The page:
Researchers in the U.K. are 3-D printing super-soft biological structures that could be used for tissue regeneration and replica organs.
“So far we showed that we are able to grow cells on the super-soft 3-D printed structures,” Zhengchu Tan of the Imperial College London, told HCB News. “In order to transplant these scaffolds into the body we require the cells to grow in a very specific way and in a very specific structure, especially for organs as complex as the brain.”
The material used to print the structures — composite hydrogel — mimics the mechanical behavior of human body tissue. The hydrogel ink is rapidly cooled with dry ice as it is extruded from the 3-D printer.
When the hydrogel thaws, it becomes as soft as body tissues. Unlike previous techniques, this resulting structure can hold its shape and thus does not collapse under its own weight.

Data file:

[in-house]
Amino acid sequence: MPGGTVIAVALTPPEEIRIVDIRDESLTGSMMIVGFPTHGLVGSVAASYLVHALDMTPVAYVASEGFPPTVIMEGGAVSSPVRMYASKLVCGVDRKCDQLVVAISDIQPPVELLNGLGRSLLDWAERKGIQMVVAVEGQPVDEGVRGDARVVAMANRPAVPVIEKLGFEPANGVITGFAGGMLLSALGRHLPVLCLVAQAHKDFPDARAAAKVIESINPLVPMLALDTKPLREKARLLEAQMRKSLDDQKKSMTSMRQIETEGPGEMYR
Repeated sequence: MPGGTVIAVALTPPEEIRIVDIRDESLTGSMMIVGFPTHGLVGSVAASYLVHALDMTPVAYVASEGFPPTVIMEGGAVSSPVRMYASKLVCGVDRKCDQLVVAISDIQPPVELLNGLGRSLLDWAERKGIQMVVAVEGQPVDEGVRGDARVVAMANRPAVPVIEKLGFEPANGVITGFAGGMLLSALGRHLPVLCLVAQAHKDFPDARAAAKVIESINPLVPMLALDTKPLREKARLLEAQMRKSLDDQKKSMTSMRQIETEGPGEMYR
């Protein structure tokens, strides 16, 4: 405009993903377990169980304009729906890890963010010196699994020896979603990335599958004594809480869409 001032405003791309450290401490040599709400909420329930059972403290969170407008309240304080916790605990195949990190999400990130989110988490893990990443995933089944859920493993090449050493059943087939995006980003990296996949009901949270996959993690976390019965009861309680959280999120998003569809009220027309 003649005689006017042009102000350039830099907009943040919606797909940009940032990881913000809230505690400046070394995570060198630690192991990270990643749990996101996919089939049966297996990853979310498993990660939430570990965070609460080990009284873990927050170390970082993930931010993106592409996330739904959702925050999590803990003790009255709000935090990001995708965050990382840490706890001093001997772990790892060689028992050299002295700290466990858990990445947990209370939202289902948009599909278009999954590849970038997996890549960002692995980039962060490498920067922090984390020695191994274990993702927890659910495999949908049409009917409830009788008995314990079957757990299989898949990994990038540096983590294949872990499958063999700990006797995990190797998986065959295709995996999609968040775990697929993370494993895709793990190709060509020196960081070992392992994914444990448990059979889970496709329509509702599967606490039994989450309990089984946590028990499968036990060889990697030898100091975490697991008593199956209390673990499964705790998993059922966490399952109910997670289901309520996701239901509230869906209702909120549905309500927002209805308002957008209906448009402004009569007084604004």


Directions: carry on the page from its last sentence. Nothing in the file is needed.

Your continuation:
“We did some tests on the 3-D printed material and compared it to real brain,” said Tan. “The results showed that the 3-D printed material matched real brain results published by other authors.”
The structures can be used in medical procedures to create scaffolds that can act as a template for tissue regeneration. This approach would allow the body to heal without the complications associated with tissue-replacing transplant procedures such as rejection.
They can also be used to create artificial organs that physicians can use to study brain injuries following car crashes to improve safety. The medical community is currently unable to do that because performing such procedures on humans would be unethical.
“The artificial organs can be used by surgeons to practice delicate operations before operating on the patient, which may improve the success rate of the operation,” said Tan.
He also noted that this is a step closer to achieving a 3-D-printed brain for transplant. However, there are many more steps to go before that becomes a reality.